Back in 2011 I asked Aisling if she thought I could possibly qualify for the Ironman World Championships in Kona, Hawaii. Somewhat surprisingly she immediately said yes. Surprising because I had already done two Ironmans in France in 2008 and Switzerland in ’09. In both instances I placed in the bottom quarter of the field, somewhere like 1200 and 900th. To qualify would mean jumping from finishing just inside the top 1000 right up to inside the top 40-50 overall and in the top 7 in my age group. It would also mean going over an hour faster than I’d gone before and doing it on a much harder and slower course. We hadn’t a clue how to go about it. Neither of us had the faintest idea of what training was required. Naievity can sometimes be a blessing as well as a curse. Despite all of the logic that indicated that I couldn’t, wouldn’t or shouldn’t attempt it we did and just over four months later I lined up at the start of Ironman UK in Bolton, England still with no idea if I had any chance of doing it. By the end of the day I was 8th in my age group and 24th overall (excluding pros) and within 2 minutes and 1 place of getting my first Kona slot.

Some of the lessons I learned from this experience were;

  1. Just start. Action is the most important thing. I think that Winston Churchill once said that the best thing to do is the right thing, the second best thing to do was the wrong thing and that the worst thing was to do nothing. Once you have started taking steps if you discover they are wrong you can change direction but always keep on moving towards a goal. Check out this post on Chris Froome running in the Tour de France to hold onto the race lead to see the importance of keeping on moving towards a goal no matter what.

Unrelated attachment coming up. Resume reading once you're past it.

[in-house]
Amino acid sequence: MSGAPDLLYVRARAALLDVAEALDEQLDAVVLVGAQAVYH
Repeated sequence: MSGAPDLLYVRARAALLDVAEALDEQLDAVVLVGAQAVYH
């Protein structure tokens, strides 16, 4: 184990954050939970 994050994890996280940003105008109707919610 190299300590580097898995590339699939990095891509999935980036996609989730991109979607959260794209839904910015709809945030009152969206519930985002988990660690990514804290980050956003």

2. Keep on going. If it’s a sporting target whether it’s to finish your first 5k, comppete an Ironman or qualify for the World Championships it’s crucial to keep on going. Consistency is one of the most powerful secrets I learned while chasing not only athletic but also business and personal goals.
  3. Get advice from someone who has done what you want to achieve or knows how to. In the beginning when Ais said that going for Kona was within my abilities (I’m not sure what she saw at that stage but I’m glad she saw it) we went and asked the only coach we knew who might have the knowledge to get me there. When we asked him if he thought it was possible he said no, not a chance. He then added that maybe if I trained for two years I might scrape in. Gutted but not detered we asked if he knew how to coach someone to get them to Kona and he answered yes of course. I immediately jumped in and asked him just to give me that program. I added that I would take responsibility if he broke me or if I failed. He agreed and we got going. Actually we had been training for a month or so already but it turned out that a lot of what I was doing was wrong but at least it was something and I wasn’t starting from scratch.
  4. Don’t limit yourself because of other peoples beliefs (or your own for that matter) I didn’t really start believing I could actually compete at the level required to get to Kona until almost two thirds of the way through that first attempt in IMUK. It was only when I pulled into T2 and saw it was almost empty that it hit me that I could actually do it. If I had have based my decision to try on my belief in my ability I never would have attempted it, it was only Aislings unwavering belief that I could do it that first of all get me started and then kept me going.
  5. Don’t let obstacles get in your way. Find a way around, through or over them. With about a month to go to my first Kona attempt I raced a local Olympic distance race and just about crached the top 100. It was my worst result for a long time. As soul destroying as it was Ais insisted that we continue, learn from it and keep on going. The best time to make mistakes and fall apart in a race is in the preparation events in the lead up to your big goal then take the lessons learned and implement them on your big day.

Along the way I’ve been lucky to learn from some of the best Irish Ironman athletes we’ve ever had and you can read my most valuable lessons here

Rob

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